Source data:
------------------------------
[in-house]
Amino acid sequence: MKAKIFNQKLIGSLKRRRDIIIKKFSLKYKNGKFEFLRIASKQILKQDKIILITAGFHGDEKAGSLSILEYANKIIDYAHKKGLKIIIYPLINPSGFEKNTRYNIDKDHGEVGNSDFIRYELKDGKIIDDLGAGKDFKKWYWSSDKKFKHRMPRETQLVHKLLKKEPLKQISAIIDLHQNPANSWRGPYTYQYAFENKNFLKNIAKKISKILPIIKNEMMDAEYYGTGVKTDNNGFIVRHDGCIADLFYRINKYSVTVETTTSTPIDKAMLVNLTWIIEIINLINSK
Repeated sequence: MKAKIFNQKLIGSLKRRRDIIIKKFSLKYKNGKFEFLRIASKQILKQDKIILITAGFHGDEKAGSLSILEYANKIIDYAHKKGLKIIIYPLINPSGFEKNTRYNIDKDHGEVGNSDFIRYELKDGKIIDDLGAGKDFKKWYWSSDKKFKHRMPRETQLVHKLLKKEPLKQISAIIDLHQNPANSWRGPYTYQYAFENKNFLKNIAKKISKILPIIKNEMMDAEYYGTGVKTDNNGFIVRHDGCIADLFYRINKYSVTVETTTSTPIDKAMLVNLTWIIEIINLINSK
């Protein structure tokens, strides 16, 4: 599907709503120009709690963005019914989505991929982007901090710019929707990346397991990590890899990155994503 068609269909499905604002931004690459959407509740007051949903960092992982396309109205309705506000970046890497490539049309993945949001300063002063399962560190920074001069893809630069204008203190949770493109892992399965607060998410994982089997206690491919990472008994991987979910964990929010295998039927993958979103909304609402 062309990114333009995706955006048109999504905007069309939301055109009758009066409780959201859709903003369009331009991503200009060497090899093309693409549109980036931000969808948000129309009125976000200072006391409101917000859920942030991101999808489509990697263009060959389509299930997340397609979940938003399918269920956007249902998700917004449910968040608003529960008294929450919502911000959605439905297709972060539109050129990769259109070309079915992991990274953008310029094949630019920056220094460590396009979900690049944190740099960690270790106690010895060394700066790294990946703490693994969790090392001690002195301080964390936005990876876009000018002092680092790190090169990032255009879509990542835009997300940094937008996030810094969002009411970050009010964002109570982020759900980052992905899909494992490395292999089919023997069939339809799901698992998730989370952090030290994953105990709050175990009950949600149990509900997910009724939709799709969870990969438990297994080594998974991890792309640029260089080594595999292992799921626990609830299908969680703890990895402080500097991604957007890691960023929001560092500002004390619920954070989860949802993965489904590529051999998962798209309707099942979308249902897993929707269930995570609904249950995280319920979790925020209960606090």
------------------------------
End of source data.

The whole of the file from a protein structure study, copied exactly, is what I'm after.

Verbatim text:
[in-house]
Amino acid sequence: MKAKIFNQKLIGSLKRRRDIIIKKFSLKYKNGKFEFLRIASKQILKQDKIILITAGFHGDEKAGSLSILEYANKIIDYAHKKGLKIIIYPLINPSGFEKNTRYNIDKDHGEVGNSDFIRYELKDGKIIDDLGAGKDFKKWYWSSDKKFKHRMPRETQLVHKLLKKEPLKQISAIIDLHQNPANSWRGPYTYQYAFENKNFLKNIAKKISKILPIIKNEMMDAEYYGTGVKTDNNGFIVRHDGCIADLFYRINKYSVTVETTTSTPIDKAMLVNLTWIIEIINLINSK
Repeated sequence: MKAKIFNQKLIGSLKRRRDIIIKKFSLKYKNGKFEFLRIASKQILKQDKIILITAGFHGDEKAGSLSILEYANKIIDYAHKKGLKIIIYPLINPSGFEKNTRYNIDKDHGEVGNSDFIRYELKDGKIIDDLGAGKDFKKWYWSSDKKFKHRMPRETQLVHKLLKKEPLKQISAIIDLHQNPANSWRGPYTYQYAFENKNFLKNIAKKISKILPIIKNEMMDAEYYGTGVKTDNNGFIVRHDGCIADLFYRINKYSVTVETTTSTPIDKAMLVNLTWIIEIINLINSK
């Protein structure tokens, strides 16, 4: 599907709503120009709690963005019914989505991929982007901090710019929707990346397991990590890899990155994503 068609269909499905604002931004690459959407509740007051949903960092992982396309109205309705506000970046890497490539049309993945949001300063002063399962560190920074001069893809630069204008203190949770493109892992399965607060998410994982089997206690491919990472008994991987979910964990929010295998039927993958979103909304609402 062309990114333009995706955006048109999504905007069309939301055109009758009066409780959201859709903003369009331009991503200009060497090899093309693409549109980036931000969808948000129309009125976000200072006391409101917000859920942030991101999808489509990697263009060959389509299930997340397609979940938003399918269920956007249902998700917004449910968040608003529960008294929450919502911000959605439905297709972060539109050129990769259109070309079915992991990274953008310029094949630019920056220094460590396009979900690049944190740099960690270790106690010895060394700066790294990946703490693994969790090392001690002195301080964390936005990876876009000018002092680092790190090169990032255009879509990542835009997300940094937008996030810094969002009411970050009010964002109570982020759900980052992905899909494992490395292999089919023997069939339809799901698992998730989370952090030290994953105990709050175990009950949600149990509900997910009724939709799709969870990969438990297994080594998974991890792309640029260089080594595999292992799921626990609830299908969680703890990895402080500097991604957007890691960023929001560092500002004390619920954070989860949802993965489904590529051999998962798209309707099942979308249902897993929707269930995570609904249950995280319920979790925020209960606090």